As the Crow Flies by Melanie Gillman, p. 227-228 (2015)


When you look at the sheer range and number of original stories being told in comics form today, it's hard to imagine a better time to be a comics reader. Online and in print, from all around the world, artists and writers are telling stories with their own voices and styles, and there's so much to choose from that it's sometimes difficult to know what to read next. With Should I Be Reading... ?, ComicsAlliance hopes to offer you a guide to some of the best original ongoing comics being published today.

As the Crow Flies is a fantastic webcomic by queer creator Melanie Gillman that pushes readers to consider the way we talk about gender, race, and sexuality by following the interactions of a group of queer preteens.


As the Crow Flies is a coming-of-age comic about Charlie, a 13 year old queer girl of color who finds herself at an all-white Christian backpacking camp. From day one she immediately feels out of place and has a hard time connecting to the other campers. That is, until she meets Sydney. Sydney, a 12 year old trans girl, is perceptive, stubborn, and bold. Brought together by their withdrawal from the rest of the group, their bond only grows stronger as they hike up the mountain towards a mysterious ceremony.

The camp itself it steeped in tradition. Camp Three Peaks sits on the site of an old mining town, and the hike follows the trail of Beatrice Tillson as she led the women of her town on a yearly journey to commune with god, nature, and each other. This tale plays an important role throughout the comic as Gillman uses it to point out the exclusionary practices of Tillman’s early feminism. By extension, she draws attention to the micro aggressions suffered by Charlie, Sydney, and other girls at the camp.


As the Crow Flies by Melanie Gillman, p. 7 (2012)



Melanie Gillman is one of my favorite webcomic creators. They have been writing and drawing As the Crow Flies since 2012, and have been nominated for a Cartoonist Studio Prize and an Eisner Award. Their works has been included in several anthologies, including 30 Minutes to Live, Queerotica, and The Sleep of Reason. They recently co-edited The Other Side: An Anthology of Queer Paranormal Romance.


As the Crow Flies by Melanie Gillman, p. 202 (2014)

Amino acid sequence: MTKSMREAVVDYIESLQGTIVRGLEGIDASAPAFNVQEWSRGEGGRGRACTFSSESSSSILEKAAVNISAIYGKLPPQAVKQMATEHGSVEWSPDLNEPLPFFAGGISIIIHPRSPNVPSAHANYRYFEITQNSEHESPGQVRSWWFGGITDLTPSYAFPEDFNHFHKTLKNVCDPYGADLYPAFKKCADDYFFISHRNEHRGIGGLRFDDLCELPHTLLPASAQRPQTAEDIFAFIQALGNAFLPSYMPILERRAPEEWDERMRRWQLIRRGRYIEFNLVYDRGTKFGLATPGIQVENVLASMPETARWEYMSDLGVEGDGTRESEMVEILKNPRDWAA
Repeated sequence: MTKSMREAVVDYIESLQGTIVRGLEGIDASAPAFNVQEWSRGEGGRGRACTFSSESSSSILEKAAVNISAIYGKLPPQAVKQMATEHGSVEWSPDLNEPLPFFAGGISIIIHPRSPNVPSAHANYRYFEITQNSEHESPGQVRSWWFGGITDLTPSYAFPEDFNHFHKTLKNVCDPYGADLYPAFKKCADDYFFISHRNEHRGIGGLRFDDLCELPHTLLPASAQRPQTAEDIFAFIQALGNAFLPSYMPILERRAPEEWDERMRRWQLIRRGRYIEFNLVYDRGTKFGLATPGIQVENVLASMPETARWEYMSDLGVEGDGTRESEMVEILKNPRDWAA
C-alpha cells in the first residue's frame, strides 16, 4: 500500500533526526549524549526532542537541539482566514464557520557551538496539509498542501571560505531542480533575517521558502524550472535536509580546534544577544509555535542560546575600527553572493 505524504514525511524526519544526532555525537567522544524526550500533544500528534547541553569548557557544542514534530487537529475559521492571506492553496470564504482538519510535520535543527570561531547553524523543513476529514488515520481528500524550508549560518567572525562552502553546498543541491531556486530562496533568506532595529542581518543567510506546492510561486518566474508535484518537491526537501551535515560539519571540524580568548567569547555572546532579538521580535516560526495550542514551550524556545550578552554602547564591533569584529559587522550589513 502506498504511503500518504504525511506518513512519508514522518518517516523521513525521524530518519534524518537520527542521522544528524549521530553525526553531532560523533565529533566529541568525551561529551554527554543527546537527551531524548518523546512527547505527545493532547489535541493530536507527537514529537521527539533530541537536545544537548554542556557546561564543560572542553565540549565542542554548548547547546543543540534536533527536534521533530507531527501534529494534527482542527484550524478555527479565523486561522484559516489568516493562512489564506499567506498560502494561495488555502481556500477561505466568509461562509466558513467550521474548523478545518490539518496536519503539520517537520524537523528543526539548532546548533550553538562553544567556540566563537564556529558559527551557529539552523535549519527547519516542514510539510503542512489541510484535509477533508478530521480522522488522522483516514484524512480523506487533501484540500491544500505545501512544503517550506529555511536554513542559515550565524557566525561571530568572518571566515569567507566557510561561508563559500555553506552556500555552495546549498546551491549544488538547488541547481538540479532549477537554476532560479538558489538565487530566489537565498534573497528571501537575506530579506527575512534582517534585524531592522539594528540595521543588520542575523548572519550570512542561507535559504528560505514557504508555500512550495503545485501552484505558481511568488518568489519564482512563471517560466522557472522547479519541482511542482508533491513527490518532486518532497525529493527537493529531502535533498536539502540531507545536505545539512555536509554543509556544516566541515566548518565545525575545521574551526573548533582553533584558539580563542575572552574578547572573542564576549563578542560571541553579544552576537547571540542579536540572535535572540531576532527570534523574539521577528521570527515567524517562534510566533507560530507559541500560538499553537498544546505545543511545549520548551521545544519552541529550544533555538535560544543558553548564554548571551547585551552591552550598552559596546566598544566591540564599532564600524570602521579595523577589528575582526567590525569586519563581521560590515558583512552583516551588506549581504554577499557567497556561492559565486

Visually, Gillman's choice of tools immediately sets this comic apart: the entire comic is illustrated in colored pencils. Gillman expertly blends their colors to add depth and texture to every panel. I am constantly amazed by the way they mix dozens of colors where other artists would have only used one. For example, green trees are green, blue, and brown, while black hair is silver, white, blue and purple.

Gillman’s style is also very cinematic. They introduce the comic with an establishing shot that follows the movement of a feather on the wind, and there are pages of gorgeous landscape scenes. In this way, the mountain setting Gillman has chosen almost becomes a character in its own right.

My favorite thing about webcomics is watching an artist's style and ability change over time. While the early pages of As the Crow Flies were fantastic, it is clear that Gillman has only improved as an artist since day one.

Gillman also immediately establishes that this comic will deal with some heavy topics. In the first few pages, it is clear that they plan to challenge many aspects of Camp Three Peaks, from its stance on sex and gender to its Christian roots. But Gillman isn’t out to uncover the evils of these views; rather, they show how the more subtle symptoms of internalized prejudices can come from even the most well-meaning people and marginalize others. For example, how referring to a purification ceremony as a “whitening” suggests the superiority of whiteness, or how a comment like “girls with boy names” reinforces the gender binary and conformity to gender roles. But rather than condemn those who make these errors, Gillman shows how they learn and grow from listening to the concerns of their fellow campers.


As the Crow Flies by Melanie Gillman, p. 205 (2014)



As the Crow Flies takes its sweet time getting anywhere, so I wouldn’t recommend it to anyone looking for action or adventure. However, if you love well-developed characters and relationships, or are looking to read more about race, queerness, and gender, then this is the comic for you.


It’s published online, roughly every Monday and Friday. It’s free to read, but if you feel like supporting it with your dollars and cents you can do that on Patreon. Melanie Gillman can be found on Twitter and on Tumblr, where they will occasionally post sketches and extra comics.


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